Since the election, I've been trying to figure out where to put my energy to have the most impact on disrupting Trump's presidential program.
The bloggers at Savage Minds have pulled together a great list of suggestions and resources. Several Slate writers likewise came up with a good list of suggestions for action. Neither list includes gay and trans rights, and I've asked both groups if they might consider adding additional resources.
Yesterday, my family and my son's best friend's family went for a hike in Bear Mountain State Park. Both boys were born in New York City; three of the four parents, like so many New Yorkers, were born outside of the US. By the end of the day, up and down over Ramapo Mountain, the Timp, and West Mountain, I'd realized what I need to do moving forward is keep doing what I've been doing.
And to keep trying to do it better, with sharper analysis of how the Middle Ages shaped the modern, and how understanding the past can help us to understand where we are today.
I teach courses on environment and the humanities. I teach linguistics and history of the English language, and I include work on the relationship between social power and judgments about language. I teach medieval literature, and I look at how medieval cultural formulations about others continue to inform political discourse today.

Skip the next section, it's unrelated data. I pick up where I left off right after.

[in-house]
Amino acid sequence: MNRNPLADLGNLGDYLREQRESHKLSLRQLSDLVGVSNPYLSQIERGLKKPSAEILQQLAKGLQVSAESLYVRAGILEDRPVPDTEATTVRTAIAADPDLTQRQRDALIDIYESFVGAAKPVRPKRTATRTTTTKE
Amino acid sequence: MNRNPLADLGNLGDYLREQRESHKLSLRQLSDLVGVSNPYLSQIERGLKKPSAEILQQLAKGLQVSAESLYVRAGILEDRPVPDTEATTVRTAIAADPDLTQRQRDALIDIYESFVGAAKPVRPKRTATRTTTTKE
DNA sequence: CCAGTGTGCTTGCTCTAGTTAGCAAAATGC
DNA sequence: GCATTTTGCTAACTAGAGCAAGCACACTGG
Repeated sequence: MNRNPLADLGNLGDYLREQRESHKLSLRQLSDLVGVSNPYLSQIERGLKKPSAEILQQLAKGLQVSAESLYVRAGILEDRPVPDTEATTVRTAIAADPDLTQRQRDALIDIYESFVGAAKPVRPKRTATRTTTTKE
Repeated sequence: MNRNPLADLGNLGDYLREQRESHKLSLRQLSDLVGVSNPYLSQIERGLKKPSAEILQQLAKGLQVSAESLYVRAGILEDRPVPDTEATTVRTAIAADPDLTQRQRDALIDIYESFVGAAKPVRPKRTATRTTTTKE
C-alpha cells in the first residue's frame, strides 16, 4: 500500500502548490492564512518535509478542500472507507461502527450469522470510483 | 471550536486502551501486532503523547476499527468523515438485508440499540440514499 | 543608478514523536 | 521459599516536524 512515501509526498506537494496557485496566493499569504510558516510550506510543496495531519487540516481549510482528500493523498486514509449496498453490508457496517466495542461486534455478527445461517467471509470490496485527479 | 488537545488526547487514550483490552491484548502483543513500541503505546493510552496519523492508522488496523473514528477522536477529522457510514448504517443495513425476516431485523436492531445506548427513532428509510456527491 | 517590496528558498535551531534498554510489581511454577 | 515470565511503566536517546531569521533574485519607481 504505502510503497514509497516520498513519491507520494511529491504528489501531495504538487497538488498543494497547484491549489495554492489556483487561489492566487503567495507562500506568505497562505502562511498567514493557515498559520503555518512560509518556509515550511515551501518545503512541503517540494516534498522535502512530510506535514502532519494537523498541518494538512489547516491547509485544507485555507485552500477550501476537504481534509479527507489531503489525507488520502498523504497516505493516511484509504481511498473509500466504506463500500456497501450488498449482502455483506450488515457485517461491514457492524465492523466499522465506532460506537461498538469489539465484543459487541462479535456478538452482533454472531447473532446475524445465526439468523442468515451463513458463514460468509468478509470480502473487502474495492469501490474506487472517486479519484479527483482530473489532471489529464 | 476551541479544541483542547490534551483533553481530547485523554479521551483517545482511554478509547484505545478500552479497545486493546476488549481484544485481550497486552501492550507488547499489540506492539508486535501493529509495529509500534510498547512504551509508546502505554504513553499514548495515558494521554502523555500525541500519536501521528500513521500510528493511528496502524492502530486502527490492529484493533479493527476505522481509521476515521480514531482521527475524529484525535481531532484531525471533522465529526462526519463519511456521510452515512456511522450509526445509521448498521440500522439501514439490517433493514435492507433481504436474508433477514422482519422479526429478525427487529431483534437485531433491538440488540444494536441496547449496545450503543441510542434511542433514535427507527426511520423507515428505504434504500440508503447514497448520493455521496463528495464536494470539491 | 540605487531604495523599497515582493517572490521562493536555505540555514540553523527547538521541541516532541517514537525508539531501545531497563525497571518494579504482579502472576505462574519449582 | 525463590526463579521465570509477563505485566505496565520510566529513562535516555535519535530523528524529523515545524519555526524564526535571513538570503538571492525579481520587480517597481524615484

On Monday, I spoke about the marginal monstrous semi-human figures drawn near the Nile River in Africa on the Hereford Mappa Mundi, a world map drawn in England in 1300, and argued that contemporary discourse about Mexicans, Muslims, and immigrants is in a direct line with medieval formulations of others. I pointed out that some humans treat other humans, and animals and landscapes, as "resources" in seeking profit and power, and that too ties medieval social structures with modern ones. I tried to ignore the Trump sticker one student had stuck to his laptop computer.
The difficulty I had on Wednesday morning, operating in a state of shock and grief with very little sleep, was that I had to go on teaching all of my students. What I said to them on that day, in between tears, is that our classroom must remain a space for civil discourse on difficult subjects and for respect for all.
Meanwhile, I've decided to return to blogging, with more regularity and more discipline. In the past year, I've averaged a post a month; I aim to return to posting once a week. I ask my students to blog and to think about how to write about academic subjects for a more general audience, but I haven't done enough of that myself lately.